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Final

INDEV 100 Final: Comprehensive notes

30 Pages
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Department
International Development
Course Code
INDEV 100
Professor
Prateep Nayak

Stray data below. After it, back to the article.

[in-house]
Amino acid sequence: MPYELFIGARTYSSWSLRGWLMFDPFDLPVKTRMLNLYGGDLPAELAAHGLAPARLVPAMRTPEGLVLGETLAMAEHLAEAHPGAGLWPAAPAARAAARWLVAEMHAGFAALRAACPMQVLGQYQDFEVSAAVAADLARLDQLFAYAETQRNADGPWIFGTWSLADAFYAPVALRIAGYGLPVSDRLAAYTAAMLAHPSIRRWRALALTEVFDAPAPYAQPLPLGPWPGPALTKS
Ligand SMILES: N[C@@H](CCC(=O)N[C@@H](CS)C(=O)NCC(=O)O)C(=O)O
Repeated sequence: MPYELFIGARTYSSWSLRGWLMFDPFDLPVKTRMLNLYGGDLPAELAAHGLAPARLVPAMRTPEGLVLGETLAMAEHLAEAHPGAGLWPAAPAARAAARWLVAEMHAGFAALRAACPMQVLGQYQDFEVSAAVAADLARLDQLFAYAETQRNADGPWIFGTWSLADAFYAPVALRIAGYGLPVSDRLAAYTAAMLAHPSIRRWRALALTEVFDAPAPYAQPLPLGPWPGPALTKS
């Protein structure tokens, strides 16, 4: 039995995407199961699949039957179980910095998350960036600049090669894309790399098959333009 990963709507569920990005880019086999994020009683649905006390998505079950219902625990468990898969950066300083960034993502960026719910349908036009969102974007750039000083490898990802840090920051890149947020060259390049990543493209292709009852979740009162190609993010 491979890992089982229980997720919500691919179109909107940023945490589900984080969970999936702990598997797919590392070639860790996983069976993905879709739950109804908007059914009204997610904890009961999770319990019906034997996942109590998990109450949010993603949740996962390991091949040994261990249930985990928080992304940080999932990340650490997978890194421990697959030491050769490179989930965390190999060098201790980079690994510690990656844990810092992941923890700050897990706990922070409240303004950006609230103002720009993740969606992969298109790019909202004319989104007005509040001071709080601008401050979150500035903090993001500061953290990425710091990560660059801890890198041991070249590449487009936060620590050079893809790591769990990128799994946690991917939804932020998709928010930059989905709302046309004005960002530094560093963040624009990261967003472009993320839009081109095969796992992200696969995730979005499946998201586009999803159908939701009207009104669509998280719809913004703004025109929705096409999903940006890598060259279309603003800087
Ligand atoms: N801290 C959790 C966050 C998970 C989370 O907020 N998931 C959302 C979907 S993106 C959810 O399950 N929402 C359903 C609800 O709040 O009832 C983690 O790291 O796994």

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Week 1: What is Development? Development: A process from one condition or state of affairs to another A process - Normative = goal oriented - A starting point: initial condition - A destination or end point - Determining the ‘destination’; how to get there - Baseline or ‘indicators’ or progress - Referent object = who/what to be developed Labelling in International Development  Exploring answers for the 5 Ws and an H lead to labelling and branding o The source of politics  Ideas of poverty, wealth, and relationships among nations are evolving o Compromise and contestations  What labels do? o Shape public policy-making o Legitimize current practices o Can create resistance Politics of Labelling  Development is a comparative concept - ‘the state of not being developed’  Old labels: o Backward societies/areas (economically)  This term implies that first world intervention is needed to overcome underdevelopment  It implies a universal measurement of development and that all nations can be assessed against this standard o The non-aligned movement o The Third World  New Labels: o Newly industrialized Countries (NICs) – emerging markets o ‘Developing’  Classification is determined by GDP o Fourth world  Poorest of the poor  Failed states  Aboriginal people’s societies Developing world is categorized by: - A rich diversity of human experience and social organization - A vast variety or political organizations - Dual Society: signs of material wealth coexist with poverty and basic survival Development is difficult to define and measure  Different issues and problems  Different approaches  Different levels of industrialization  Considering different segments of the population  Conceptualizing poverty  Development as an ideology of the ‘good life’ Gross Domestic Product (GDP): Total value of all goods and services produced within a country’s economy, regardless of the nationality of those involved  The key is where the production takes place  Rapid GDP growth is usually caused by rapid increases in productivity in agriculture, natural resource extraction, or industrialization GDP per capita: Measures the total market value of the goods and services produced in an economy divided by the number of people in that economy  It’s a measure of the average wealth in a country and foes not take account of how the wealth is distributed Gross National Product (GNP): Total value of goods and services produced by the citizens of a country, regardless of where that production takes place  Focus on ownership  Includes income of citizens outside the country and excludes income of foreign nationals present in the country Purchasing Power Parity (PPP): Accounts for different buying power of a dollar in different economies  A comparative indicator based on an exchange rate that equates the price of a basket of identical traded goods and services in two countries  Allows to compare average incomes in two countries Meaning of ‘Development’  Development is ‘Good Change’  Three ways the word ‘development’ is used:  Development as a VISION: A vision or description of how desirable a society is and what are its key components  Development as a HISTORICAL PROCESS: social change that takes place over long periods of time due to inevitable processes  Development as ACTION: Deliberate efforts to change things for the better (e.g. providing food aid to alleviate hunger) Week 2: A History of Development Reasons for Europe’s overseas Expansion during 1415-1715  The acquisition of fame through discovery  The expansion of Christendom through crusades  The urgency for basic resources brought on by population pressures  The desire for wealth and economic power Motives for European expansion (late 19 Century) Economic motives: - Limits of industrial revolution o Dwindling economic resources within Europe when revolution began - Inputs of industrial capitalism: investment opportunities and consumers - Search for new market Political motives: - Great powers’ competition for new territories - Rush to seize unclaimed territories - Opportunity to expand as a zero-sum game - Risky to wait and watch: discovery of diamond and gold - Imperial powers’ race to keep peace with their neighbours National motives: - Search for national grandeur ‘Men on the spot’ seizing an ‘opportunity’ KEY TERMS: Colony: A territory outside of Europe ruled by a European power Colonialism: The transfer of population to a new territory, where the arrivals lived as permanent settlers while maintaining political allegiance to their country of origin Colonization: a system of settling and occupying a specified territory with some peoples ruling over other peoples Imperialism: Draws attention to the way one country exercises power over another, whether though settlement, sovereignty or indirect mechanisms of control Neo-colonialism: A system in which the economies of formally independent countries remain subject to the control of others, often their former colonial powers’ Consequences of colonial rule: Positive - Helped countries develop - Brought lots of resources, such as steam engines, into the countries Negative - The colonized countries were left high and dry when the colonizers used up their resources and left - Countries became dependent on the colonizers for development More adverse impacts:  Cultural impact in terms of self-image and identity  Decision-making structures and leadership  Responsibility-taking and sense of entitlement  Sense of community and community mortality  Resource drain – impacts nation’s wealth and resources  Segregated benefits: o Extreme racial segregation in South Africa o Exploitive land revenue collection Broadly speaking, Colonialism:  Nurtures underdevelopment and encourages the culture of dependency  Weakens the legal and educational systems of the colonized country  Exploits natural resources within the colonized country and it shaped the modern trade market  Led to the dispersion of people and the blurring of communal identity  Disintegrates the political governance system of a country Colonialism is seen as detrimental to development and democracy 1. Issues of development 2. Social fragmentation 3. Post-colonial relationship between the state and the civil society 4. Colonial economic development distorted the social structure in ways that: a. Increase the power of classes that have been resistan to democracy b. Weakening those classes whose struggles for political influence and incorporation have been historically associated with the establishment of democracy 5. Continued responsiveness of the state to outside influences Week 3: Poverty, Food and Human Development Food security: When everyone has at all times access to and control over sufficient quantities of good quality food for an active healthy life Four Dimensions of Food Security Availability o Production o Distribution o Exchange Access Stability of the o Affordability other three o Allocation o Preference dimensions Use o Nutritional value o Social value o Food safety Transitory food insecurity Chronic food insecurity …is short-term and temporary long-term or persistent Occurs when… Sudden drop in the ability to produce Unable to meet minimum or access enough food to maintain a food requirements over a good nutritional status sustained period of time Results from… Short-term shocks and fluctuations in Extended periods of poverty, food availability and food access lack of assets and inadequate access to productive or Includes year-to-year variations in financial resources domestic food production, food prices and household incomes Can be overcome It is relatively unpredictable and an Long-term development with… emerges suddenly. This makes measures also used to planning and programming more address poverty, such as difficult and requires different education or access to capacities and types of intervention, productive resources, such as including early warning capacity and credit. They may also need safety net programs more direct access to food to enable them to raise their productive capacity Undernutrition: the result of prolonged low levels of food intake and/or low absorption of food consumed o Energy, vitamin and mineral deficiency Undernourishment or chronic hunger: the status of persons, whose food intake regularly provides less than their minimum energy requirement Malnutrition: a broad term for a range of conditions that hinder good health, caused by inadequate or unbalanced food intake or from poor absorption of food consumed o Undernutrition: food deprivation o Over nutrition: Excessive food intake in relation to energy requirement Who is most at risk of hunger and food insecurity?  The rural poor  The urban poor  Victims of catastrophes  Refugees Ethical reasons for reducing poverty: 1. Productivity increases with a healthy population 2. Environmental degradation is reduced 3. Social conflict reduction contributes to democracy and social stability 4. It could be an answer to the fight against terrorism and other forms of extremism Poverty: The lack of human, physical, and financial capital needed to sustain livelihoods, and from inequalities in access to, control of, and benefits from political, social or economic resources Four approaches to understanding poverty:  Income/consumption (dollar value benchmark) (IC) o The lack of means to purchase basic goods and services o Inadequate access to basic goods like food and water o Types of poverty:  Relative (measured against social standards)  Absolute (measured against benchmark)  Moderate ($2/day)  Extreme (below $1.90/day)  Capabilities (CA) o Insufficient knowledge, health or skills to fulfil normal livelihood functions o Human Development Index (HDI)  Life expectancy, education, per capita income  Social Exclusion (SE) o Concerned with policies that eliminate discrimination and promote affirmative action on human right grounds  Participatory Assessment (PA) o An approach concerned not so much with a way of conceptualizing poverty but with ways of getting people to participate themselves in decisions about what it means to be poor and bringing about sustainable livelihoods Five theories of poverty: 1. Poverty caused by individual deficiencies 2. Poverty caused by cultural belief system 3. Poverty caused by economic, political, and social distortions or discrimination 4. Poverty caused by geographical disparities 5. Poverty caused by cumulative and cyclical interdependencies Opposing views: Right-wing: poor only have themselves to blame for wrong economic policies, civil wars, or geography and climate change  Poverty is an individual phenomenon  People are in poverty because they are lazy, uneducated, ignorant, or otherwise inferior in some manner  If this were true, it would follow that impoverished people are basically the same people every year Left-wing: Poverty as a global construct arises from the economization of life and forced integration into the world economy  Poverty is a structural phenomenon  Impoverished people are not the same people every year Characteristics of poverty:  Multidimensional o Deprivations are not only related to basic material resources such as food, shelter and medical treatment, but also to social resources such as access to education, information and respect  Complex and Dynamic o The conditions of poverty are interconnected, shared among people experiencing similar hardships and difficult to overcome  Avoidable o The idea of poverty implies that measures can be taken to prevent is  Collective responsibility o Society at all levels has a collective responsibility to reduce extreme poverty and to forge new kinds of social relationships between poor and non-poor people  Contextually defines o People are not poor in an absolute sense, but in relation to a particular socio- economic context The Eight Millennium Development Goals: 1. Eradicate extreme poverty and hunger 2. Achieve universal primary education 3. Promote gender equality and empower women 4. Reduce child mortality 5. Improve maternal health 6. Combat HIV/AIDS, malaria, and other diseases 7. Ensure environmental sustainability 8. Develop a global partnership for development Week 4: Environment and Development Post WWII Development Policies and the Environment Environment has been affected by:  Emphasis on industrialization  Emphasis on cash crops  MNCs/TNCs lack of accountability  Emphasis on large scale projects (e.g. dams) Sustainable Development: Development that meets the needs of the present without compromising the ability of future generations to meet their own needs Poverty and the Environment - Some of the poorest people live in ecologically-marginal areas that can only support a bare subsistence life - Women often suffer the most from the impacts of environmental degradation - Economic criteria are not enough to understand the nexus of poverty and environment Property Rights: Foundation of what you can or cannot ask for  Well-defined property rights are needed for individual economic benefits as well as for environmental protection  Neo-liberal solution: privatization of state and common lands and the granting of exclusive private rights to common resources Tragedy of the Commons: The tragedy of the commons occurs when individual users make high demand on resources, do not communicate with one another and act independently taking only their own expected return into account Hardin’s theory led to: o Privatization of natural resources o Increase coercive power of the state Four different types of property rights governing natural resources: 1. Open access: Free for all  The absence of well-defined property rights. Access to the resource is unregulated and is free and open to everyone 2. Private Property  The resource is righted in either an individual or institution  You have the right to sell private property 3. Communal Property  The resource is held by an identifiable community or interdependent users  You must respect that other people are using the common resource as well 4. State property  Rights to the resource are vested exclusively in government which in turn makes decisions concerning access to the resource and the level and nature of exploitation Property Rights: 1. Privatization does not always contribute to sustainable development 2. Privatization can lead to greater social inequalities 3. Nor does state control facilitate development and sustainability 4. The rule of capture can exacerbate environmental degradation  The first person to capture such a resource owns it 5. Role of justice in the process of achieving development and sustainability Environmental Justice  Utilitarianism – aggregate consequences to everyone in the society o Justice is what is beneficial to the most o Greatest good for the greatest number  Libertarianism – Freedom of individual to make their choices freely through a free market o Justice is what is beneficial to the strong o Theory of “minimal state”  Contractarianism – Individuals reach a consensus on a social contract that includes basic institutions and guiding principles for a just society o Justice is what is beneficial to the poor Four basic types of justice 1. Distributive: Outcome oriented  Focus on fairly distributes outcomes, rather than on the process of arriving as such outcomes 2. Procedural: Process oriented  Focus on fairness of the procedures leading to the outcome i. Democratic decision-making procedures as an element and condition of justice 3. Corrective: Repair and rectify  Attempts to restore the victim (whether individual or community) to the condition before the unjust activity took place 4. Social: Just society and fair treatment  Fair treatment and just share of societal/environmental benefits Environmental Justice as Social Justice Helps us understand: - Environmental concerns are not separate from cultural and other aspects of life - Marginalized people do not have compartmentalized problems - Is it possible to move towards social-environmental justice? - Social context that enables/empowers people to live fairly within the environment and vice-versa Week 5: Theories, Approaches, and Trends The Welfarist School/Approach - When one or more persons do not attain a level of economic well-being deemed to constitute a reasonable minimum by the standards of that society o Economic welfare o Social welfare Welfarism: Judging the goodness of states of affairs only by utility of information The Basic Needs School - The sustained ability/inability of a family to meet its basic needs for: o Survival  Food and nutrition, water and sanitation, health and clothing o Security  Income, shelter, peace, and security o Empowerment  Basic education and functional literacy, psychological and family care, and participation in political processes - Not welfare or charity but as a productivity-oriented approach, aims at increasing the productive income of the poor o Productive skills o Productive income-earning assets - BNH was a technocratic program that viewed the poor as target groups rather than participants in development The Capability School/Approach - Makes room for a variety of doing and being as important in themselves o Not just because they may yield utility - In this sense, the perspective of capabilities provides a fuller recognition of the variety of ways in which lives can be enriched or impoverished The Human Development Approach - A process of enlarging people’s choices and enhancing human capabilities o The range of things people can be and do o Human Development Index (HDI)  Life expectancy, Education, and per capita income Development as Freedom Approach - Having the capacity to openly and freely determine goals and act on a collectively chosen path - Freedom that enables people to: o Live long and healthy lives o Have access to knowledge and a decent standard of living o Participate in the life of their community and decisions affecting their lives Human Rights Approach  Poverty (non-development) is a violation of human rights  The poor are entitled to demand that others meet international law obligations geared to the reduction of poverty  International aid agencies have ‘mainstreamed’ human rights as an approach to poverty reduction Modernization Theory  Modernization theory scholars stress the transition from “traditional” to “modern” society by arguing that there is a “natural evolution” of societies from one stage to the other  They stress the importance of societies being open to change and see reactionary forces (tradition) as restricting development  For a country to be seen as modern, modernization theorists say is must undergo an evolutionary advance in science and technology which in turn would lead to an increased standard of living o Modernization theory follows in the footsteps of the developed world; it looks at what the developed world has done to get to where it is today  Modernization theory emphasizes the importance of values and norms as drivers of development o Responsibility for economic “backwardness” lies with societies of the “third world” or “global south”  Development occurs when citizens of poor countries adopt virtues of the developed North o If they fail to do so, they remain in a pathological, undeveloped state Traditional Modern  Superstition  Science  ‘Backward’  ‘Forward’  Irrational  Rational  Savage  Civil  Fate  Control  Subsistence  Surplus  Simplicity  Complexity  Rural  Urban  Oral history  Written History  Non-white  White  To be suited  To study Development in Stages - Human societies likened to social organisms that passed through stages of development and were susceptible to pathologies or disease - Rostow’s stages of development theory: Argued that a society at first was traditional, undifferentiated, and underdeveloped o Then entered stage of possible modernization with exposure to developed society o Ultimately moves along path to development as more efficiently scientific and technological diffusions occur Rostow’s 5 Stages of Economic Growth: 1. Traditional Society:  Low levels of technology, poverty, primary production and traditional values 2. Preconditions for take-off  Creation of national state, trade expansion, and increases in investments 3. Take-off:  Higher productivity in industry and agriculture than population growth 4. Drive to maturity:  Greater technological development and integration into the world economy  Must maintain this to achieve the fifth stage 5. High mass consumption society:  Higher incomes and consumption beyond basic needs Criticisms of Modernization Theory: 1. It’s ethnocentric a. It devalues traditional values and social institutions b. It ignores increasing inequality within and between countries c. It is not a neutral theory as it suggests because it promotes western capitalist values 2. Education in developing world mainly benefits small, local elites a. Why put money into school systems knowing education won’t stay in your country post-graduation? 3. It assumes unlimited natural resources for industrial expansion 4. There is no, on single way to advancement and historical context is also important 5. The cultures of developing countries may be a response to economic insecurity and low levels of material well-being not the cause of it Dependency Theory Criticizes modernization theory  Claims that lack of development is due to the history of colonialism and neo-colonialism (imperialistic interventions)  Claims that the elites in traditional societies collaborated in the underdevelopment of their own countries  Argues that is was impossible for traditional societies to catch up to modern ones Key elements: - Focuses on country’s position in global political economy - Countries are located either of the: o Core  Is comprised of earlier industrializing countries that could use industrial might to pursue imperial expansion  Controls capital and technology needed by periphery  Countries that could industrialize successfully could exercise domination over less developed countries o Periphery  Is comprised of countries historically being integrated into global political economy in subordinate positions – often as colonies of imperial powers  Provides raw material and cheap labour for core  Concentrates on few primary commodities (e.g. cocoa)  Are vulnerable to volatility of raw material prices  Are often dependent on one core country (trade partner concentration)  Depend on core for capital, technology, and knowledge Predicted outcomes for periphery  Economic o Results in continued underdevelopment i.e. poverty  Social o Produces inequality, conflict within periphery  Political o Reinforces authoritarian government within periphery Week 6: Gender and Development Sex: Male/female – biologically determined Gender:  Masculine/feminine: socially constructed models  Masculinist/feminist: political positions ‘Femininity and masculinity – the terms that denote one’s gender – refers to a complex set of characteristics and behaviours prescribed for a particular sex by society and learned through the socialization experience’ Gender does not equal Sex  Varies across cultures, races, classes, age, groups o “act like a man”  Models of masculinity/femininity are not timeless or separable from the contexts in which they are observed  Gender rests not on biological sex differences but on interpretations of behaviour that are culturally associated with sex differences Social organization and Gender  Construction of gender identities related to how cultures organize work, power and pleasure along gender-differentiated lines  The way we think about who people are (images and identities) is inseparable from what we expect people to do (roles and activities)  Aristotle on the organization of society: head; heart; stomach Masculine Feminine  Strong  Weak/vulnerable  Protector  Protected  Provider  Provided for  Independen  Communal t  Caring/nurturing  Security  Private  Public  Supporting  ‘doing’ Essentialism: A belief that things have a set of characteristics that make them what they are  E.g. the view that categories of people (heterosexuals and homosexuals) have intrinsically different and characteristic natures or dispositions Hegemony: When powerful actors in a given society or at the international level do not have to rely heavily on force to get citizens to accept their visions of the good life, the common good and the concept of development as it has been articulated in a prevailing theory of development. Hegemonic-masculinity: Proposed practices that promote the dominant social position of men, and subordinate social position of women Three approaches on gender development: Women in Development (WID)  Goal = modernization  Women want to participate Women and Development (WAD)  Not absent; already participate  Embedded in a subordinate way Gender and Development (GAD)  Not just about women  Look at the whole system and its differential impacts on men and women UNICEF’s WASH – the lifecycle of a girl: 1. First five years 2. Primary education 3. Secondary education 4. Motherhood and antenatal Empowerment: To determine choices in life and to influence the direction of change, through the ability to gain control over crucial material and non-material resources  E.g. fertility, mobility and life choices  E.g. education Physical empowerment: control over one’s own body Economic empowerment: access and control over the means of production Political empowerment: gaining a legitimate and authoritative political voice leading to self- determination Socio-cultural empowerment: having the right to an independent identity, a sense of worth and self-respect Globalization - Women are th